Yangzhou Fried Rice

Yangzhou Fried Rice
Staff Writer
Yangzhou Fried Rice
Chris Terry

Yangzhou Fried Rice

The city of Yangzhou in eastern Jiangsu Province is one of the ancient centers of Chinese gastronomy and the heartland of what is known as Huaiyang Cuisine. Strangely, only one of its dishes is widely known in the West and that is Yangzhou fried rice, which is on the menu of almost every overseas Cantonese restaurant. A colorful mixture of fragrant rice with diced meat, seafood, and vegetables, it traditionally includes a little sea cucumber and crabmeat as well as fresh bamboo shoots. Many versions, even some of those cooked up in Yangzhou itself, make this dish as a simple fried rice, but the classic recipe, upon which mine is based, includes an injection of chicken stock that adds an extra deliciousness. I have omitted hard-to-find ingredients, such as sea cucumber.

I first wrote this recipe for a Chinese New Year's feature in a magazine. One friend told me afterward that it had been such a hit with her children that she had been making it almost once a week ever since, so I've included it here in her honor.

Don't worry if you don’t have every ingredient: The key is to have a tempting selection of colors and tastes amid the rice. There's no need to weigh them exactly; just aim to have a small pile (about 3 tablespoons when chopped) of each. Yangzhou fried rice can be served as part of a special Chinese meal, or as a whole meal in itself, perhaps with simply a salad or a lightly cooked green vegetable on the side.

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4
Servings
516
Calories Per Serving
Deliver Ingredients

Notes

*Note: For a more intense color, beat in a whole egg yolk as well.

Ingredients

  • 1/4 Cup plus 1 tablespoon cooking oil
  • 1/2 Ounce pork fillet, diced finely
  • 1/2 Ounce small peeled shrimp
  • 1/2 Ounce ham or salami, diced finely
  • 1/2 Ounce cold, cooked chicken, diced finely
  • 2 dried shiitake mushrooms, soaked in hot water for 30 minutes, stalks discarded, diced finely
  • 1/2 Ounce peas, peeled fava beans, or cooked green soy beans
  • 1/2 Ounce bamboo shoot, diced finely (optional)
  • 2 Teaspoons Shaoxing wine
  • 3/4 Cups chicken stock
  • Salt and freshly ground white pepper, to taste
  • 1 egg, beaten*
  • 3 Cups cooked, cooled Thai fragrant rice (1 1/2 cups when raw)
  • 3 scallions, green parts only, sliced thinly

Directions

Heat 2 tablespoons of the oil in a seasoned wok over high heat. Add the pork and shrimp and stir-fry briefly until the pork is pale. Add the ham, chicken, mushrooms, peas or beans, and bamboo shoot, if using, and continue to stir-fry until everything is hot and sizzling, for 1-2 minutes.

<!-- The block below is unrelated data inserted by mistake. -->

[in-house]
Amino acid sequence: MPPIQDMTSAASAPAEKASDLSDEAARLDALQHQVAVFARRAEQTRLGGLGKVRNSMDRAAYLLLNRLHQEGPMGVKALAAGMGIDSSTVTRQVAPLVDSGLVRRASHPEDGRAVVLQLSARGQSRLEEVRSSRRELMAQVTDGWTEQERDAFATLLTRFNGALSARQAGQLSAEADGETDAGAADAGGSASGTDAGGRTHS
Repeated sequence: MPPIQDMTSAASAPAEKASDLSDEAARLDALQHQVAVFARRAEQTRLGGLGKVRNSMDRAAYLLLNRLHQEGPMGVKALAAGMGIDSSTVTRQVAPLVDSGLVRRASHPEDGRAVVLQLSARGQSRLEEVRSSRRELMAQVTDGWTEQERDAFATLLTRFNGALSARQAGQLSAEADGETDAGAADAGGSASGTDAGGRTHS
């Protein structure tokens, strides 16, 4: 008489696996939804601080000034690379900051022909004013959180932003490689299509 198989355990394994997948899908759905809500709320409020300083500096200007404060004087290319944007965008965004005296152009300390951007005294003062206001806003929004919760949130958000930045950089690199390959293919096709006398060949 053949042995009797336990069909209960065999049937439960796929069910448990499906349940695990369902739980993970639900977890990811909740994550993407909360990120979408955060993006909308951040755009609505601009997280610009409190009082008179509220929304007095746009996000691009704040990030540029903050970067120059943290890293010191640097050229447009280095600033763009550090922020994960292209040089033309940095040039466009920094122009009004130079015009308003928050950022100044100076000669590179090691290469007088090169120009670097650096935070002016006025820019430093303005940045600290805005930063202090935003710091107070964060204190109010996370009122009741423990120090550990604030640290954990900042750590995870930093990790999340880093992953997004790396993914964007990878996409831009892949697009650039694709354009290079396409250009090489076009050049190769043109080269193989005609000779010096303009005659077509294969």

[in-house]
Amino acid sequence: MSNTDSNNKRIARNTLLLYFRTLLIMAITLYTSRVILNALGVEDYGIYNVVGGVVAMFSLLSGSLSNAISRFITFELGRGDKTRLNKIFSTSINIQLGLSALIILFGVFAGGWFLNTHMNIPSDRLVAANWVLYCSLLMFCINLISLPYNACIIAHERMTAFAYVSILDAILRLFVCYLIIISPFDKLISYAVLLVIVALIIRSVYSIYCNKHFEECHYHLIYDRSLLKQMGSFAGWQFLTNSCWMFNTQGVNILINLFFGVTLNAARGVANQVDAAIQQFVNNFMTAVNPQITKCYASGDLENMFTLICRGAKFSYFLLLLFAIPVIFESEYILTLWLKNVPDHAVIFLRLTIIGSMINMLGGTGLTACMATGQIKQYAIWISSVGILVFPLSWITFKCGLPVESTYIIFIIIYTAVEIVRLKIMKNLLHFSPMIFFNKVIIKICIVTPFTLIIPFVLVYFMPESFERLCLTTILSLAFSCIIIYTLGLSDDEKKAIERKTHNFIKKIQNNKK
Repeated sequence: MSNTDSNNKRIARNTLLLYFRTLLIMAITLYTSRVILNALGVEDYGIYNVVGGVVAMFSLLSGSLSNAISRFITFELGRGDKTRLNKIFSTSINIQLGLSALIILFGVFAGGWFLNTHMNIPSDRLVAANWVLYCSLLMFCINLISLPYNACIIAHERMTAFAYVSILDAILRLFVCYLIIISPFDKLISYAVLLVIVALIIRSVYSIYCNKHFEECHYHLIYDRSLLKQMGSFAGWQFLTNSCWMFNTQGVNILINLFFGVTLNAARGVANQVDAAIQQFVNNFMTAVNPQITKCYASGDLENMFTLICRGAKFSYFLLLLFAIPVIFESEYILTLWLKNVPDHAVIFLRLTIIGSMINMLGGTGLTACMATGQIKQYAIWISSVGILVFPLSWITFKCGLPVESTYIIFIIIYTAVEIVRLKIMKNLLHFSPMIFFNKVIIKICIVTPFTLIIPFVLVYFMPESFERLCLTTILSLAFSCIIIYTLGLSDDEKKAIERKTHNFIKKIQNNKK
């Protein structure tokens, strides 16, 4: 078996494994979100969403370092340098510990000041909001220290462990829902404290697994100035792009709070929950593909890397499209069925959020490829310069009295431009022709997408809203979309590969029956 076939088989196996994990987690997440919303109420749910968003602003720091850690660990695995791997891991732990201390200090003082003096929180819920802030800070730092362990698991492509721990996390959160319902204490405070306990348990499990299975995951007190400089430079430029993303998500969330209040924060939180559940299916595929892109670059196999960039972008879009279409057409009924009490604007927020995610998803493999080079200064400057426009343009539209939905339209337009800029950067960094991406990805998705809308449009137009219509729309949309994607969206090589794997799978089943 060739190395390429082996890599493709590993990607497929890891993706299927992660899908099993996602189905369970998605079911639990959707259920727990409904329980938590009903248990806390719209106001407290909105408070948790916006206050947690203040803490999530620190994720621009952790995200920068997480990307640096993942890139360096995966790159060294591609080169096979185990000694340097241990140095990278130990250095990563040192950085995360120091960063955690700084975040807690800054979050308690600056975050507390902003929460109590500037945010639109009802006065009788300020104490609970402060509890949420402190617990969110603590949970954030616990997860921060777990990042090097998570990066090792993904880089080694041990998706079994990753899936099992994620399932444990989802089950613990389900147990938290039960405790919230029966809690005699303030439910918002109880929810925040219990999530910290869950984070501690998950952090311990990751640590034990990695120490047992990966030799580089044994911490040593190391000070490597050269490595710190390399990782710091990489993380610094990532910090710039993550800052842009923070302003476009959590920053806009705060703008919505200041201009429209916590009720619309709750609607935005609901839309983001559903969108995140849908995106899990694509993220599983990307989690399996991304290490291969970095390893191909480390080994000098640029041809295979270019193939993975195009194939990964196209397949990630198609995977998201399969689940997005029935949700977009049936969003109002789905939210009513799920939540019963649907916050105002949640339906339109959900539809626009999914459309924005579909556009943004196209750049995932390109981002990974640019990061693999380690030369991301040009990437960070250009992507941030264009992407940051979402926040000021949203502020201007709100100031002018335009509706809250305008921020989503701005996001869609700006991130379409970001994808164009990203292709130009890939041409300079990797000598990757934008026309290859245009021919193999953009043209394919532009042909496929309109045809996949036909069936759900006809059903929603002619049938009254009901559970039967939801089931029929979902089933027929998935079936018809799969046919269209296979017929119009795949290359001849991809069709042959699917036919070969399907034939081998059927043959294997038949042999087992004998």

Add the Shaoxing wine, then pour in the stock and bring to a boil. Season with salt, to taste, then pour into a bowl.

Rinse and dry the wok. Return to the heat with the remaining oil. When the oil is hot, season the eggs with salt and pepper, to taste, add them to the wok and swirl around the base. When the egg is half-cooked, add all of the rice and stir-fry, using your ladle or wok scoop to break up any lumps.

When the rice is very hot and smells delicious (it will make a popping sound around the edges at this stage), add the bowlful of prepared ingredients in their stock sauce. Mix well and continue to stir-fry for another 30 seconds or so, seasoning with salt or pepper if you wish. Finally, stir in the scallions and serve.

Nutritional Facts

Total Fat
19g
27%
Sugar
2g
2%
Saturated Fat
2g
8%
Cholesterol
12mg
4%
Carbohydrate, by difference
75g
58%
Protein
11g
24%
Vitamin A, RAE
22µg
3%
Vitamin K (phylloquinone)
2µg
2%
Calcium, Ca
39mg
4%
Choline, total
5mg
1%
Fiber, total dietary
4g
16%
Fluoride, F
3µg
0%
Folate, total
6µg
2%
Iron, Fe
1mg
6%
Magnesium, Mg
83mg
26%
Manganese, Mn
3mg
100%
Phosphorus, P
226mg
32%
Selenium, Se
4µg
7%
Sodium, Na
494mg
33%
Water
116g
4%
Zinc, Zn
2mg
25%

Fried Rice Shopping Tip

Staples of Asian cuisine such as ginger, daikon, rice vinegar, and spicy chile sauces like Sriracha add bright, fresh flavors without lots of fuss.

Fried Rice Cooking Tip

Sriracha has good heat but also has flavor - its mild sweetness comes from sun-ripened chili peppers as well as sugar and garlic.

Fried Rice Wine Pairing

Tempranillo or other light Spanish red wine types with paella, even seafood paella. Various other wines depending on what rice is cooked with; see Pasta Recipes and other individual food types.